The aunt and niece laugh and dance and snoop on the men after dinner under cover of darkness. Fanny solicits Jane’s opinion about her suitor, Mr. Plumtree.

“Fanny Plumtree,” Jane replies in mock horror, sending Fanny into giggles.

But then Jane gets serious, saying, “I would have you marry because I know you won’t be happy until you are. Single women have a dreadful propensity for being poor. And the best recipe for happiness is a large income.”

The dialogue sparkles with Jane’s wit and truisms culled from her writing, and if the film hadn’t taken such a gloom and doom approach to spinstershood, these lines would have sparkled more. Fanny did indeed go on to marry well three years after Jane’s death to Thomas Knatchbull, a widower with five children. As a young girl Fanny helped to raise her ten siblings, and she went on to have five children of her own. She is never portrayed in the film as a deep thinker, for all she can think of is marriage. In real life her journals bear this out. Fanny wrote copiously during her lifetime, but her dairies dealt with daily events, and she seldom wrote down her thoughts or deeper feelings.

Despite her enormous talent, Jane is human. According to the movie (and the letters on which it is based) Jane liked to dance, flirt, and drink wine, Perhaps she indulged in too much of the latter, and this draws the ire of Rev. Bridges (Hugh Bonneville), her former beau.

It seems the reverend proposed to Jane when they were both young. She rejected him, though it is obvious that the vicar, though married, still carries a torch for her. When Jane wonders what would have happened if she accepted his proposal, he casually answers: “You would have wound up as a vicar’s wife in Ramsgate.” Later on he professes to Jane that he would have allowed her to write, and taken care of a mother and sister. Again, the viewer is treated to another refrain of “What might have been.”

“I’d waited for news that you’d married,” he said.

“As every woman knows there’s a scarcity of men in general. And an even greater scarcity for any that are good for much,” was her tart reply.

“You can hide behind your clever words as much as you like,” he answers.

“Good, because my clever words will soon be the only thing that will put a roof over my head. Or over my mother’s. Or over my sister’s. I’m to be my own husband it seems.”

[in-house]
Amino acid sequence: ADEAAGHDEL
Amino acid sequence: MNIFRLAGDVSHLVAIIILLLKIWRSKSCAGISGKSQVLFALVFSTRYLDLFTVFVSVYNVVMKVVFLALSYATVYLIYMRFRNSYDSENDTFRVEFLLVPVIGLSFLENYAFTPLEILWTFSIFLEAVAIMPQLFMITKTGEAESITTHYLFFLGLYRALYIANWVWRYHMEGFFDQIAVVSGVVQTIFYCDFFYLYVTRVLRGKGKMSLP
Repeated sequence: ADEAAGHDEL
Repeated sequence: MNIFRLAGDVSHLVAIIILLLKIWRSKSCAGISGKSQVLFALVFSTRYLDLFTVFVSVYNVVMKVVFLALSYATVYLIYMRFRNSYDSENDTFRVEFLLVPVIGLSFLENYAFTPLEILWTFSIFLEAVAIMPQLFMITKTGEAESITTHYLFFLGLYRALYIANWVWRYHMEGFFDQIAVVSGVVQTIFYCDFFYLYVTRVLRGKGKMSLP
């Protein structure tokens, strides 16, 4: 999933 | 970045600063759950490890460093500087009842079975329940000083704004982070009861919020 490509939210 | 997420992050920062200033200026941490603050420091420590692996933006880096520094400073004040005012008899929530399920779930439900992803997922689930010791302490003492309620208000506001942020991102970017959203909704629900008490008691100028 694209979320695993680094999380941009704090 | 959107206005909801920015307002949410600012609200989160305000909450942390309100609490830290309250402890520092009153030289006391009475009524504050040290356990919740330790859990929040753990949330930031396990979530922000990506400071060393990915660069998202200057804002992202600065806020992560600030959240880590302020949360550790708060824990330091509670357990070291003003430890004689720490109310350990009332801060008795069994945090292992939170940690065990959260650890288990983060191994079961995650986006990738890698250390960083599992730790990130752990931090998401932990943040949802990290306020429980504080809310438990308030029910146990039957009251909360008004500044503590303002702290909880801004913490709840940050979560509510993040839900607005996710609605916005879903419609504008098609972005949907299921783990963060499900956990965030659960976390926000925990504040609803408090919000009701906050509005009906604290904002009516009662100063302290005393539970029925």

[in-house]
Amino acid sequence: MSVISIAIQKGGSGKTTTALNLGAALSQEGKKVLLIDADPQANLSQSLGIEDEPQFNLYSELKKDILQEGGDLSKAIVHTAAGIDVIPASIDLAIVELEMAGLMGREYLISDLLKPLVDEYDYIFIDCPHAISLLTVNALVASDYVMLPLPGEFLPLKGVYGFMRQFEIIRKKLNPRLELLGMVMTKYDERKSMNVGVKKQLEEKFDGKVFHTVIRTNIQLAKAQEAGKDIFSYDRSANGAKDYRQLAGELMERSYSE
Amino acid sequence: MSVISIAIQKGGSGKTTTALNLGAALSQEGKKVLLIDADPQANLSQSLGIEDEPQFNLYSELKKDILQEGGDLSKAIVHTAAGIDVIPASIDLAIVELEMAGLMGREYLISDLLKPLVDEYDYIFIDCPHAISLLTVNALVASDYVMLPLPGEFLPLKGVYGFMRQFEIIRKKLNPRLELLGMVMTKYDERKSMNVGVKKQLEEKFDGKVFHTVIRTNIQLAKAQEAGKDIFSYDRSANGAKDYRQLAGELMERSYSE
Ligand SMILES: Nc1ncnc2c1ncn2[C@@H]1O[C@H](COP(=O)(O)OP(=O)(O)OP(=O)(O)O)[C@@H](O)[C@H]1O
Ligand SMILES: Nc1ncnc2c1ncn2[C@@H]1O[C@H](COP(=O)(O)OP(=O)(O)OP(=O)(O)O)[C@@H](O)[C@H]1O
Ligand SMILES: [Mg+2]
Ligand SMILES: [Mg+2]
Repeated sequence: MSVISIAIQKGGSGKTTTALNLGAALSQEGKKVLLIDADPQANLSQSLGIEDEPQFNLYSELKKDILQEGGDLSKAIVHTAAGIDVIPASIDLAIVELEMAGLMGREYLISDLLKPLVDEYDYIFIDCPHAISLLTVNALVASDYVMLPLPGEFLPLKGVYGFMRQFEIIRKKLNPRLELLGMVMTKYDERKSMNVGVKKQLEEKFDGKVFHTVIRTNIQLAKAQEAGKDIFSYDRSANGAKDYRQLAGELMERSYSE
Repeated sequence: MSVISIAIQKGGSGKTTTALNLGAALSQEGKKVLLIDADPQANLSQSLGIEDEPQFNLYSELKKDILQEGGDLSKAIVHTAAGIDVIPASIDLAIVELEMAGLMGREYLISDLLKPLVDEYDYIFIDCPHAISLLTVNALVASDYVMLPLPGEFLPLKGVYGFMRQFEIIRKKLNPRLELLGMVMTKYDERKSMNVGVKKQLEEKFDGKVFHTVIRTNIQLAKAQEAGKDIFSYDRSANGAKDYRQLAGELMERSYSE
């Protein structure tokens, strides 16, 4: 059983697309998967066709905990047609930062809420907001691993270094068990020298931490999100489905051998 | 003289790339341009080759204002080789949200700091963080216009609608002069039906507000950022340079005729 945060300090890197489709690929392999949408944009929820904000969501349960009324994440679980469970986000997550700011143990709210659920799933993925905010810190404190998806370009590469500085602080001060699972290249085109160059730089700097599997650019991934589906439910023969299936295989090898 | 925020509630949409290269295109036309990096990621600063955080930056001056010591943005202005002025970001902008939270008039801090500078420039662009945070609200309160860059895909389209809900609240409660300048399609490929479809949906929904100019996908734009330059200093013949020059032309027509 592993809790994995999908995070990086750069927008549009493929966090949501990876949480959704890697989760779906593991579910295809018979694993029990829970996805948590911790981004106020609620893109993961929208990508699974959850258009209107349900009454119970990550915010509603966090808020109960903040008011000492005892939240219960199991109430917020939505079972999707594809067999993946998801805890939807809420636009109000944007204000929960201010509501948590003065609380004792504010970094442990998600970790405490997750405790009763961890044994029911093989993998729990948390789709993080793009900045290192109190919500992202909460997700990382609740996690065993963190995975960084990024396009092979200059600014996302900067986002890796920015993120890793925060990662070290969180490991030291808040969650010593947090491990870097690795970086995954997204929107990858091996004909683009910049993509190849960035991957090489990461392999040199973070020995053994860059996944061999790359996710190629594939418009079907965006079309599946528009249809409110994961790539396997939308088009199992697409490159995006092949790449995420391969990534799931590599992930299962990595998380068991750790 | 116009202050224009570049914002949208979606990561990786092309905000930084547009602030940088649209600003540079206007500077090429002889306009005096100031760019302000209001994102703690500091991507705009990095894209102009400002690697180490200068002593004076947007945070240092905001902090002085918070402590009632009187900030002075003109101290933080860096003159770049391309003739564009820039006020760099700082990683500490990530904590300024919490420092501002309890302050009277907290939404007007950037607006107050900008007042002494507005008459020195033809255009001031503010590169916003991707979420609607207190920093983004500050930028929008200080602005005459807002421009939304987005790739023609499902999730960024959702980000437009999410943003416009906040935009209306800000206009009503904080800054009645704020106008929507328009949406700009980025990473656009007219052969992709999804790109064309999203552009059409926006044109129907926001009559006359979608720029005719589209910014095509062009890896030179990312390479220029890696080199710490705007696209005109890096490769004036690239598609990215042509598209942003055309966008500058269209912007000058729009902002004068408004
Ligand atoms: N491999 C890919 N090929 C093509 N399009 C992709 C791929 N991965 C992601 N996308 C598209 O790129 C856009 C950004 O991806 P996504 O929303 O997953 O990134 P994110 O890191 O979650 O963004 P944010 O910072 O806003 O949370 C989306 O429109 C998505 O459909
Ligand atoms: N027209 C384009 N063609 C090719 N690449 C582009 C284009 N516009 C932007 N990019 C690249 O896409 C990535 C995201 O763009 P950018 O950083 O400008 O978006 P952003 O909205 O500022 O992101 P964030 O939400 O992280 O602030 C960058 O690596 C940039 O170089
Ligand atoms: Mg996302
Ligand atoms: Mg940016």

“I’d have put a roof over all your heads, and cherished you, dear Jane, ‘till death us do part.”

Jane’s outburst reveals the constant tension she is under. While her words and actions are those of an independent woman, she is a product of her times. She cannot go out and make a living. Worse, she must depend on the men in her life to act as her agents.
We meet Henry, Jane’s favorite brother, as he and Jane are strolling in London. He frets about Jane’s finances and her ability to support herself through book sales. Jane then explodes, saying, “Sense and Sensibility has brought me a 140 pounds. May I not be proud of that?”

I won’t review the entire film for you. Just suffice it to say that if I had been the director of this tale, I would have emphasized that single women do find fulfillment in pursuing their talents, in nurturing family relationships, and in being true to their vision. I wish the plot had dwelled more on the creative, talented side of Jane, instead of her constant worry for money. Aside from that, I was vastly relieved to hear Jane’s words spoken in such an intelligent manner and with such conviction by Olivia Williams. This movie almost makes up for the fairy tale that was Becoming Jane. Almost, but not quite.

Note: I am off on vacation for a week, and will return to answer any queries you might have.